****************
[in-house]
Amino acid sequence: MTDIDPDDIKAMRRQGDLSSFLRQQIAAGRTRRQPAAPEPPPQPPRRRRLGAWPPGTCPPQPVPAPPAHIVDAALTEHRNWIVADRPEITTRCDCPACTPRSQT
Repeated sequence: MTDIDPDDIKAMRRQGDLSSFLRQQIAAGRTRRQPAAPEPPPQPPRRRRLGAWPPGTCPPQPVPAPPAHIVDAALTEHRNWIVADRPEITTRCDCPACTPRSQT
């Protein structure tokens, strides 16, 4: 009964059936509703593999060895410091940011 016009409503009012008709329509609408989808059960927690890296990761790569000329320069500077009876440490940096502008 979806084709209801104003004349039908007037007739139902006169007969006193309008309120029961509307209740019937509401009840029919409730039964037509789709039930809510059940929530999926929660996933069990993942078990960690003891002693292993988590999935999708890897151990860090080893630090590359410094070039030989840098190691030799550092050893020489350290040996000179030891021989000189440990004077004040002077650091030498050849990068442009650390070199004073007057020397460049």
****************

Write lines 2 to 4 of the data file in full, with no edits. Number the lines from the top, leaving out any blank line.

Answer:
Amino acid sequence: MTDIDPDDIKAMRRQGDLSSFLRQQIAAGRTRRQPAAPEPPPQPPRRRRLGAWPPGTCPPQPVPAPPAHIVDAALTEHRNWIVADRPEITTRCDCPACTPRSQT
Repeated sequence: MTDIDPDDIKAMRRQGDLSSFLRQQIAAGRTRRQPAAPEPPPQPPRRRRLGAWPPGTCPPQPVPAPPAHIVDAALTEHRNWIVADRPEITTRCDCPACTPRSQT
């Protein structure tokens, strides 16, 4: 009964059936509703593999060895410091940011 016009409503009012008709329509609408989808059960927690890296990761790569000329320069500077009876440490940096502008 979806084709209801104003004349039908007037007739139902006169007969006193309008309120029961509307209740019937509401009840029919409730039964037509789709039930809510059940929530999926929660996933069990993942078990960690003891002693292993988590999935999708890897151990860090080893630090590359410094070039030989840098190691030799550092050893020489350290040996000179030891021989000189440990004077004040002077650091030498050849990068442009650390070199004073007057020397460049």